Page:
We’ve decided to talk about these… unique… animals.
In the United States, we have two of the five sawfish species: the Smalltooth and Largetooth Sawfish. They both look like… well, like they got bored and attached chainsaws at the end of their faces. Because that’s a fun thing to do.
They “chainsaw” looking teeth don’t cut through wood, though, instead helping the sawfish locate and eventually kill their prey (mostly fish, sometimes crustaceans). Each side of their rostrum has around 20-30 teeth per each side, with males having broader teeth.
Sawfish, like sharks, skates and rays, are elasmobranchs (skeleton made of cartilage, like your ears and nose). Sawfish are actually rays, that look like sharks, with their gills are on the ventral side (their stomach side). They have white underbellies and are brown to olive-green in color on top. You can learn more about basic sawfish anatomy here, provided by the FLMNH.
While both the smalltooth and largetooth sawfish look alike and can be mistaken by the untrained eye, there exist a few differences that one should take note of. First, while both are endangered, smalltooth sawfish are still being caught while largetooth sawfish was last identified in Texas back in 1961. In fact, in Florida waters, the last time someone confirmed a largetooth sawfish was 1941! This is why scientists consider the animal "regionally extinct;" the IUCN has assessed them as Critically Endangered (CR).
The smalltooth sawfish aren’t doing much better (also Critically Endangered). Some places haven’t seen these animals since the early 1900’s, but a few have been spotted along the Florida coast and the Bahamas. They are usually in the southern area of Florida, near the Everglades, as shown on the map to the left.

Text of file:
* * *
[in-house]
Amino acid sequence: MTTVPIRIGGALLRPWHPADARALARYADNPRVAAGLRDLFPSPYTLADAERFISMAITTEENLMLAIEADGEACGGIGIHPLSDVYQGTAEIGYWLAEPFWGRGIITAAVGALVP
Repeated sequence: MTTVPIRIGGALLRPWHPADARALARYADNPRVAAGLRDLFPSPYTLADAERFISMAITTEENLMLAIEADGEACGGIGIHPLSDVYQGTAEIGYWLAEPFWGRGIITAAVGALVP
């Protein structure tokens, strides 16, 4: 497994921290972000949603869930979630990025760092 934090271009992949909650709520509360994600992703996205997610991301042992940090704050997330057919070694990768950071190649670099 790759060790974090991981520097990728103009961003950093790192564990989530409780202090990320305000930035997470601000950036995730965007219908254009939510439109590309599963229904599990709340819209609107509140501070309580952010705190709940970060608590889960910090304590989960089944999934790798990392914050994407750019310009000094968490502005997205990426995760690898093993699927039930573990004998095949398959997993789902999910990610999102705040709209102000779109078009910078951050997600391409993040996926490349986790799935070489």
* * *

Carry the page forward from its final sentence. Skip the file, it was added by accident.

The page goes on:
Sawfish are still susceptible to things like bycatch, their rostrum getting easily entangled in any fishing gear. They are also suffering from loss of habitat, like many animals nowadays. However, there is some good news! They’re been protected in Florida since 1992, and protected under the US Endangered Species Act in 2003; they are under a protection program of the National Marine Fisheries Service (NMFS).
Little is known about these funny looking fish, so scientists are trying to learn more about them through a research program. This research program is asking for the help of the public, through a statewide survey.
to report a sawfish sighting:
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TFUI Founder Melissa C. Marquez is author of all animal bios and "Behind the Fins" segments.
SEE MELISSA'S TEDx TALK HERE:
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